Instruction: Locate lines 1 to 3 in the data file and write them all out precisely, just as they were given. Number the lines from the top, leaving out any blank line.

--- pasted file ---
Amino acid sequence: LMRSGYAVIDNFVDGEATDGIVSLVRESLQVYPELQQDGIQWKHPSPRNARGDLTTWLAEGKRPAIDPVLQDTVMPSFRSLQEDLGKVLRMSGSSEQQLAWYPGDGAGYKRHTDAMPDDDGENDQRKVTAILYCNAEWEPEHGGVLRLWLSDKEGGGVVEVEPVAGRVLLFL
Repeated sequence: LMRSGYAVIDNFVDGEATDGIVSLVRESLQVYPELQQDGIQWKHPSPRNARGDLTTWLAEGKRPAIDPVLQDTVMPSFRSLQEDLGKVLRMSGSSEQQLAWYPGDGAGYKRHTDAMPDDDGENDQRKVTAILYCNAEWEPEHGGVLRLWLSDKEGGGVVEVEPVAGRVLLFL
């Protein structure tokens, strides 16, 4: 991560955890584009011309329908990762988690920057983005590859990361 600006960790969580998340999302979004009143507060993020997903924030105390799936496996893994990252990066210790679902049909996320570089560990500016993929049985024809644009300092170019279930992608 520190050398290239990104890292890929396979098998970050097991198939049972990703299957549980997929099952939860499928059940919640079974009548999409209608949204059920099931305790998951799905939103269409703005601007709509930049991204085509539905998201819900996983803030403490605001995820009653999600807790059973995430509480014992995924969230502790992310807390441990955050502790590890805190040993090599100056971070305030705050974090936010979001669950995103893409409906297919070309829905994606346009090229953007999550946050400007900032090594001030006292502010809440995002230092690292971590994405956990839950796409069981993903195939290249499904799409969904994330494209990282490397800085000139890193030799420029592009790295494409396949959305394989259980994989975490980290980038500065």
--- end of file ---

Amino acid sequence: LMRSGYAVIDNFVDGEATDGIVSLVRESLQVYPELQQDGIQWKHPSPRNARGDLTTWLAEGKRPAIDPVLQDTVMPSFRSLQEDLGKVLRMSGSSEQQLAWYPGDGAGYKRHTDAMPDDDGENDQRKVTAILYCNAEWEPEHGGVLRLWLSDKEGGGVVEVEPVAGRVLLFL
Repeated sequence: LMRSGYAVIDNFVDGEATDGIVSLVRESLQVYPELQQDGIQWKHPSPRNARGDLTTWLAEGKRPAIDPVLQDTVMPSFRSLQEDLGKVLRMSGSSEQQLAWYPGDGAGYKRHTDAMPDDDGENDQRKVTAILYCNAEWEPEHGGVLRLWLSDKEGGGVVEVEPVAGRVLLFL
């Protein structure tokens, strides 16, 4: 991560955890584009011309329908990762988690920057983005590859990361 600006960790969580998340999302979004009143507060993020997903924030105390799936496996893994990252990066210790679902049909996320570089560990500016993929049985024809644009300092170019279930992608 520190050398290239990104890292890929396979098998970050097991198939049972990703299957549980997929099952939860499928059940919640079974009548999409209608949204059920099931305790998951799905939103269409703005601007709509930049991204085509539905998201819900996983803030403490605001995820009653999600807790059973995430509480014992995924969230502790992310807390441990955050502790590890805190040993090599100056971070305030705050974090936010979001669950995103893409409906297919070309829905994606346009090229953007999550946050400007900032090594001030006292502010809440995002230092690292971590994405956990839950796409069981993903195939290249499904799409969904994330494209990282490397800085000139890193030799420029592009790295494409396949959305394989259980994989975490980290980038500065």